Molting is a widespread developmental process in which the external extracellular matrix (ECM), the cuticle, is remodeled to allow for organismal growth and environmental adaptation. Studies in the nematode Caenorhabditis elegans have identified a diverse set of molting-associated factors including signaling molecules, intracellular trafficking regulators, ECM components, and ECM-modifying enzymes such as matrix metalloproteases. C. elegans NEKL-2 and NEKL-3, two conserved members of the NEK family of protein kinases, are essential for molting and promote the endocytosis of environmental steroid-hormone precursors by the epidermis. Steroids in turn drive the cyclic induction of many genes required for molting. Here we report a novel role for the sole C. elegans ADAM–meltrin metalloprotease family member, ADM-2, as a negative regulator of molting. Whereas loss of adm-2 led to strong suppression of molting defects in partial loss-of-function nekl mutants, overexpression of ADM-2 induced molting defects in wild-type animals. CRISPR genome editing implicated the Zn-binding motif within the metalloprotease domain as critical for mediating the effects of ADM-2 on molting. ADM-2 is expressed in the epidermis, and its trafficking through the endo-lysosomal network was disrupted after NEKL depletion. We also identified the epidermally expressed low-density lipoprotein receptor–related protein, LRP-1, as a candidate target of ADM-2 regulation. Whereas loss of ADM-2 activity led to the upregulation of LRP-1, ADM-2 overexpression caused a reduction in LRP-1 abundance, suggesting that ADM-2 may function as a sheddase for LRP-1. We propose that loss of adm-2 suppresses molting defects in nekl mutants by eliminating a negative regulator of LRP-1, thereby compensating for defects in the efficiency of LRP-1 and sterol uptake. Our findings emphasize the importance of endocytic trafficking for both the internalization of factors that promote molting and the removal of proteins that would otherwise be deleterious to the molting process.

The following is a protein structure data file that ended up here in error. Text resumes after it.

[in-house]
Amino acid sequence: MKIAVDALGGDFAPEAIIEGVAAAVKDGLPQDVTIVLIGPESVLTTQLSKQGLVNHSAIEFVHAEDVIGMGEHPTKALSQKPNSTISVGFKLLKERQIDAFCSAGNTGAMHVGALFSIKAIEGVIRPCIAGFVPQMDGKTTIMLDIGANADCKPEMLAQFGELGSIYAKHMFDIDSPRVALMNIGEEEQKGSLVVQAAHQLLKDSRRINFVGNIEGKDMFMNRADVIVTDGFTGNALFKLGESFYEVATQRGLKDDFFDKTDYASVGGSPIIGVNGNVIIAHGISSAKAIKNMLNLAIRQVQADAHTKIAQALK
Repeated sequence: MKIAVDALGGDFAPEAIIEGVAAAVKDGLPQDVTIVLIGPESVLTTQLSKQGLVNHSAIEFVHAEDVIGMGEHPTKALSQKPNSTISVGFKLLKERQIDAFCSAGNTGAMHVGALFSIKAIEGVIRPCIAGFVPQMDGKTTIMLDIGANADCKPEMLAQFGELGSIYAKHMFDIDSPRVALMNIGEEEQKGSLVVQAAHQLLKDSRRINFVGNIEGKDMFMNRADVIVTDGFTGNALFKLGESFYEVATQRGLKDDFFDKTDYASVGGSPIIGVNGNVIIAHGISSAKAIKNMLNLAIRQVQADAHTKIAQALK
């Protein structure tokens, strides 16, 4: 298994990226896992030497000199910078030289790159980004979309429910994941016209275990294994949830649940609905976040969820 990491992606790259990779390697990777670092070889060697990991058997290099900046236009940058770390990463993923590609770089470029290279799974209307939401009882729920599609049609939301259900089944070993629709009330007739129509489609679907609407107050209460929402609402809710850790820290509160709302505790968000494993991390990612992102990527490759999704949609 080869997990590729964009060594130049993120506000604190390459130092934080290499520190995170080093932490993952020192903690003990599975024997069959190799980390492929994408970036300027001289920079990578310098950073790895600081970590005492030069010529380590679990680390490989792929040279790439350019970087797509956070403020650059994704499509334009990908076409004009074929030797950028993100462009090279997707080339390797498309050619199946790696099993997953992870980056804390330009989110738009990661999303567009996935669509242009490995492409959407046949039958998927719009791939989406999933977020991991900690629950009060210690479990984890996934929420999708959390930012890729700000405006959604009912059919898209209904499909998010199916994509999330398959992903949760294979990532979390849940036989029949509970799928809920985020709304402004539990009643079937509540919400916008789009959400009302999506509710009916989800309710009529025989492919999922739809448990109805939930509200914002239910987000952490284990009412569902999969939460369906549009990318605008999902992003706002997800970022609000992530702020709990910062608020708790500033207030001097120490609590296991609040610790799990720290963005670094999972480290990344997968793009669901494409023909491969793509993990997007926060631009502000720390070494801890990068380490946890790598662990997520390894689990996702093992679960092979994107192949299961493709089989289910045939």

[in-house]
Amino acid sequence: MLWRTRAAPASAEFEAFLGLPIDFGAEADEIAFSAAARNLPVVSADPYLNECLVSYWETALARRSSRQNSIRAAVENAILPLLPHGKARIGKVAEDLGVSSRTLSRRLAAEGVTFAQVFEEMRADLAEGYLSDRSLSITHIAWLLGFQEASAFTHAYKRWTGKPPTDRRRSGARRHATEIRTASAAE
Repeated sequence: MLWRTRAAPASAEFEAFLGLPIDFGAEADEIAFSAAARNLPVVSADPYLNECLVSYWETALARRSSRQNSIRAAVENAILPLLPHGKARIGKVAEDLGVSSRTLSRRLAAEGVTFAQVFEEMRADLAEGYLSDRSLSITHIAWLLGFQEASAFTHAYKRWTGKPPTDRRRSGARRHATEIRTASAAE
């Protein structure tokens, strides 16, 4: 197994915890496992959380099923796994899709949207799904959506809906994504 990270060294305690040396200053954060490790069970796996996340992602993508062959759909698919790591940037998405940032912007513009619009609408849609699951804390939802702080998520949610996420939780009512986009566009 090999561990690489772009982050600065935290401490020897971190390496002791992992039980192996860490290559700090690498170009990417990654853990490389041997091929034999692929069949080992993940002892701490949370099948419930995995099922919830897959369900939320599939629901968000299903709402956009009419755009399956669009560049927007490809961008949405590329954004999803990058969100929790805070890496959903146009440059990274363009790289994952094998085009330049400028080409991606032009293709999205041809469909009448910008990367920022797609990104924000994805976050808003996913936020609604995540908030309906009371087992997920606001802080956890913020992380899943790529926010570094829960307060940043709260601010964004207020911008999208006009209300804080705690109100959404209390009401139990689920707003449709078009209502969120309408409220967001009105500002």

The molecular and cellular features of molting in nematodes share many similarities with cellular and developmental processes that occur in mammals. This includes the degradation and reorganization of extracellular matrix materials that surround cells, as well as the intracellular machineries that allow cells to communicate and sample their environments. In the current study, we found an unexpected function for a conserved protein that degrades proteins on the external surface of cells. Rather than promoting molting through extracellular matrix reorganization, the ADM-2 protease can inhibit the molting process. This observation can be explained by data showing that ADM-2 negatively regulates LRP-1, a membrane protein that promotes molting by facilitating the uptake of molecular building blocks at the cell surface that are needed for molting-related signaling. Our data provide insights into the mechanisms controlling molting and link several conserved proteins to show how they function together during development.